“Should I pay my workers per piece or should I put them on a salary?”

 

THAT is the million-dollar question and here is my take on it even though when I revisited the subject of producing for designers, we have a policy which I will share at the end of the post.

Naira exchange

edited from http://3.bp.blogspot.com/–sbGZ0lpdEg/Ui01xntdosI/AAAAAAABeHU/K_w-RApHe9c/s1600/naira-dollar.jpg


Before I begin, first let me say there is no right or wrong answer to this question.  What is more important is knowing which option works for you and your operations.  I’ll point out the pros and cons and use my experience as an example.

When I first ran a production unit, I had no clue what the going rate for anything was.  So like everything else in my entrepreneurial journey, I learnt the hard way.   When I started, I was advised to pay per piece… which of course is what everyone means when they say “commission”.  “That’s what everyone does around here” I was told.  So I went with the “norm” against my better judgement.  Why did I say against my better judgement?  

Well… I knew the obvious structure that worked was a type of “division of labour” system where one person on a production line sewed a a portion of the garment rather than the whole garment.  But how would a commission payment work if I wanted to run a production line?  How would I calculate the pay per person?  And would it be fair to punish everyone else for the incompetence of one person in the line?  (Which is actually what I do now even though I don't do commission...)

But anywayz, since I knew this was what the general consensus, I chose to try out the commission structure.  After all… that is what seemed to work around here, and I thought those running that option were doing pretty well… or so it seemed…

Did it work for me?  NOPE!  Far from it.  In fact, that was a HUGE mistake!

Not only did the machinists keep ruining my work, getting them to redo bad work was like asking them to jump in a lake!  Not only could the looks melt wires, the “inner” grumbling and their attitudes were so bad, it was completely discouraging for me as a business owner.

And to be honest, could I really blame them?  Nope.  In their minds, who cared if the stitches were not straight?  To them, the customers would not notice.  All they were interested in was churning out the work and getting paid so all my complaints fell on blank looks and deaf ears.  And to be fair… they did have families to feed… No that is not an excuse… but to them what they had done was good enough, the customer could wear it so what’s my stress?  To them, as long as we delivered the clothes, all those stories of straight stitches and perfect zips were all just a bunch of grammar.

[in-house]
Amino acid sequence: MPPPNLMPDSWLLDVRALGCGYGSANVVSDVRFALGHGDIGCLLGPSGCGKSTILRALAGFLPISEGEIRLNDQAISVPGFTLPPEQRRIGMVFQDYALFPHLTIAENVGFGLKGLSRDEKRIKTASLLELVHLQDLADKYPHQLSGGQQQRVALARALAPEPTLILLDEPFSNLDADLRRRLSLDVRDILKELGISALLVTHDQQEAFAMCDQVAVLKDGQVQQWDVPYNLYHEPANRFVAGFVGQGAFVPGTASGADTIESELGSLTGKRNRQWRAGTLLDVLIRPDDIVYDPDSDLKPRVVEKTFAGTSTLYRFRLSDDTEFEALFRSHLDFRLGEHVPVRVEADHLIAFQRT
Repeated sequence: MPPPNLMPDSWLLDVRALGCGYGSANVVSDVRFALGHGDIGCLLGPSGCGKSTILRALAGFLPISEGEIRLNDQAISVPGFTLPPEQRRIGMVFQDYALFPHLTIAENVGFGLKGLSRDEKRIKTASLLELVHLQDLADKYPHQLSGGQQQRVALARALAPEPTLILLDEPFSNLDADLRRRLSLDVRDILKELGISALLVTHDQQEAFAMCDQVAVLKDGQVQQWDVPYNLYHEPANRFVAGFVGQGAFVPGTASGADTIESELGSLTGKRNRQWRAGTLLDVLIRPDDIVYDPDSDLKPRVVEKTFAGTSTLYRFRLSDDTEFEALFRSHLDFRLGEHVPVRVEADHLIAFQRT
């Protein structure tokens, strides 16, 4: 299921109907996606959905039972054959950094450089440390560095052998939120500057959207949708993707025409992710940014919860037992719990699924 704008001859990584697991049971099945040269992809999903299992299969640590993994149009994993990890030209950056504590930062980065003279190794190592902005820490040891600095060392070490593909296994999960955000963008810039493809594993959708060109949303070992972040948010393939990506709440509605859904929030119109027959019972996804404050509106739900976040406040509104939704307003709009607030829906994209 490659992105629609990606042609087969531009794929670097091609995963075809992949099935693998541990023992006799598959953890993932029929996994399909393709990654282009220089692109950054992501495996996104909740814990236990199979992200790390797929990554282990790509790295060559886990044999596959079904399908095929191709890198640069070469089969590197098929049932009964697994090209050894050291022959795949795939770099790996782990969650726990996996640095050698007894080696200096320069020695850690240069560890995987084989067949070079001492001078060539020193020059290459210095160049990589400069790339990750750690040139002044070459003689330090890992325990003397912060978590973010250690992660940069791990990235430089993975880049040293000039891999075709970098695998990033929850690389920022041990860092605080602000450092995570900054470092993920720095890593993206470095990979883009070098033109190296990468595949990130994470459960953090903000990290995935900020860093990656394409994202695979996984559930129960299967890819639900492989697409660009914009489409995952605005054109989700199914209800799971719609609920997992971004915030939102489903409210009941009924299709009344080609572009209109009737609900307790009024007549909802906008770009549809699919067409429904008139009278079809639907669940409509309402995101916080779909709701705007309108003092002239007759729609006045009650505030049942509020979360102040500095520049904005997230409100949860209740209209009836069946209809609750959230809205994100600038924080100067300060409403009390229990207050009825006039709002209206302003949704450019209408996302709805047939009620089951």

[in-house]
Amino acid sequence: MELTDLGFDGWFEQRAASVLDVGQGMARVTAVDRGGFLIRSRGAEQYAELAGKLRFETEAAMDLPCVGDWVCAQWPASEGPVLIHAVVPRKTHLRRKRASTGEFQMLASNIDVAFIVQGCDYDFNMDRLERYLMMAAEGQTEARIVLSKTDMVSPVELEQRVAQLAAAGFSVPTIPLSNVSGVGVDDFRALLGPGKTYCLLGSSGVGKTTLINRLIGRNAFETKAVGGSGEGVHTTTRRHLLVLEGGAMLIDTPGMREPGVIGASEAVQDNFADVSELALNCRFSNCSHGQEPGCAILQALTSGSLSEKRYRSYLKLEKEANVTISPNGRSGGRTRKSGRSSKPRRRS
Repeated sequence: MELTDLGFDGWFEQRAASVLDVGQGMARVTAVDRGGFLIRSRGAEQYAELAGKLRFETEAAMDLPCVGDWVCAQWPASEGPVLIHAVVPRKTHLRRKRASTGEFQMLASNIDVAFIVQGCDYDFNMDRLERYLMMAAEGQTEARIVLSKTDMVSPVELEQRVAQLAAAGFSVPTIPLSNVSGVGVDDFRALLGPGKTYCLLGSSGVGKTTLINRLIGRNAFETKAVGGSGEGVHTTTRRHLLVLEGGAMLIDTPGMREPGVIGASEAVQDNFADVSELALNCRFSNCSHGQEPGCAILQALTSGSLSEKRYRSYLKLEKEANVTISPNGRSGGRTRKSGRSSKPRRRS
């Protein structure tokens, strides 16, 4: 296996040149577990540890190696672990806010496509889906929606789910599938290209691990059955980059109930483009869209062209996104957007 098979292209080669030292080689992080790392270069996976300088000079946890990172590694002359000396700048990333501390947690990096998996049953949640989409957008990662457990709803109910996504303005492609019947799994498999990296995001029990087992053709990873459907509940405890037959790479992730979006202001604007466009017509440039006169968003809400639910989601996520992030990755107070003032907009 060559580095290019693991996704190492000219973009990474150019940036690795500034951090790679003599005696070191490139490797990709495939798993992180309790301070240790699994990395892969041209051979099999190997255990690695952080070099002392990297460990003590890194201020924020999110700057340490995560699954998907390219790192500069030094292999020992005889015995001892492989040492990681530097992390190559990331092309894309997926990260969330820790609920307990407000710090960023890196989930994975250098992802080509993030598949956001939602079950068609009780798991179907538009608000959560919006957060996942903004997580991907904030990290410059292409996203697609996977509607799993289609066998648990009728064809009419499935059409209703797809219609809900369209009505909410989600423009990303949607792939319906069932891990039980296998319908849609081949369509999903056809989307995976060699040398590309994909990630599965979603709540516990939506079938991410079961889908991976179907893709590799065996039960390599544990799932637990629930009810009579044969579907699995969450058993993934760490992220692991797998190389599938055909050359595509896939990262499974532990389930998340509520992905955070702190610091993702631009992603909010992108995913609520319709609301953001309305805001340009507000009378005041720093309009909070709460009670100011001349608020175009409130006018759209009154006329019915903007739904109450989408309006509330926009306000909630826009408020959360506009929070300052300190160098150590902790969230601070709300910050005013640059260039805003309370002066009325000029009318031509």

So what was the “real” implication or opportunity cost of their bad work and my commission payment?  

Simple!  All my personal hours which could have been better spent on more productive work, marketing or simply relaxing was spent working late into the night unpicking bad stitching and zips and repeating the clothes.  This also meant I was burning more of my resources, mostly my fuel, redoing work that should have been delivered.  So the payment to the tailors and the petrol burnt earlier that day was a total waste of my money!  I might as well have have fired them and sewn the clothes from scratch.  

SO when this didn’t work, I switched to salary payments.


And yes!  The image pretty much captured how I felt at the end of every month when I started salary payments.  I faced a different kind of headache.  Well I must say the quality of work was a bit better… and yes the “bit better” in the tiniest text possible is intentional.  The work was better but blimey…  short of stopping work and snoring right at the machine… each garment took at least 3 days to complete… some a week!  It was just ridiculous!  

To them, well… she wants good work, we’ll spend 3 days giving her what she wants.  After all we get paid at the end of every month.  But guess who was incurring all the costs!  The costs of delayed delivery to the client, disappointments, the costs of petrol, the salary payments and of course, not mentioning the opportunity costs.  So I traded a bad situation for another one.

BUT one thing I must say was at least, I didn’t have to unpick and redo the clothes as much which was better but I had to sit and think about which option worked better for me.

Eventually, I settled for the salary payment.  Only later when I stopped sewing for people did I realise that it should have been a blend of both… i.e. a basic salary which would ensure you don’t cry to the bank at the end of every month and some commission as a reward for good work.  And I tried it and it worked for the few jobs I did.

Shame I had to learn this the hard way…

Since then, I have advised people to opt for a bit of both.  Though some ask me for actual figures, truth is, it really is difficult to say since we do not have a standard pay structure in the industry.  But whatever system you choose needs to be based on an agreement which the employee will sign before s/he commences work.